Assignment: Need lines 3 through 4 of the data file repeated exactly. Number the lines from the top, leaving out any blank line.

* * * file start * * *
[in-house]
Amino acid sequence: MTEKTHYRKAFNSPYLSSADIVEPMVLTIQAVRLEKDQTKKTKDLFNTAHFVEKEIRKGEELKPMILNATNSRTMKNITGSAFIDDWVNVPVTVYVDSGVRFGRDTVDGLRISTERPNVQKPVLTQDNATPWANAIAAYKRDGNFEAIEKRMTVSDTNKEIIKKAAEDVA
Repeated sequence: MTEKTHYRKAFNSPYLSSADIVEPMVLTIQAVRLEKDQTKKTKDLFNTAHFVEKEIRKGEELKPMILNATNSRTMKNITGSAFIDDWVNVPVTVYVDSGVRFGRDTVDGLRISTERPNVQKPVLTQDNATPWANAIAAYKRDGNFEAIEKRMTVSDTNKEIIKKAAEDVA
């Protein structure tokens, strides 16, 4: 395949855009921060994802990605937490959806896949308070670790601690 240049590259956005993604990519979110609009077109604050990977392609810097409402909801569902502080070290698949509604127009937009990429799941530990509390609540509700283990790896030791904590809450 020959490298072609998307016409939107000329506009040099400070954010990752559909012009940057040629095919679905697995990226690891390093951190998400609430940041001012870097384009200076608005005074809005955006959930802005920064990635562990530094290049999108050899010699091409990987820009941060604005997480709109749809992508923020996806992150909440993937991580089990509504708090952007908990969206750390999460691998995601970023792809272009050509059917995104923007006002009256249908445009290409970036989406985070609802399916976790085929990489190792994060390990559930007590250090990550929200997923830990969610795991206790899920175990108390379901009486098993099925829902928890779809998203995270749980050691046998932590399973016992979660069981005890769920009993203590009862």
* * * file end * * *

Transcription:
Repeated sequence: MTEKTHYRKAFNSPYLSSADIVEPMVLTIQAVRLEKDQTKKTKDLFNTAHFVEKEIRKGEELKPMILNATNSRTMKNITGSAFIDDWVNVPVTVYVDSGVRFGRDTVDGLRISTERPNVQKPVLTQDNATPWANAIAAYKRDGNFEAIEKRMTVSDTNKEIIKKAAEDVA
């Protein structure tokens, strides 16, 4: 395949855009921060994802990605937490959806896949308070670790601690 240049590259956005993604990519979110609009077109604050990977392609810097409402909801569902502080070290698949509604127009937009990429799941530990509390609540509700283990790896030791904590809450 020959490298072609998307016409939107000329506009040099400070954010990752559909012009940057040629095919679905697995990226690891390093951190998400609430940041001012870097384009200076608005005074809005955006959930802005920064990635562990530094290049999108050899010699091409990987820009941060604005997480709109749809992508923020996806992150909440993937991580089990509504708090952007908990969206750390999460691998995601970023792809272009050509059917995104923007006002009256249908445009290409970036989406985070609802399916976790085929990489190792994060390990559930007590250090990550929200997923830990969610795991206790899920175990108390379901009486098993099925829902928890779809998203995270749980050691046998932590399973016992979660069981005890769920009993203590009862």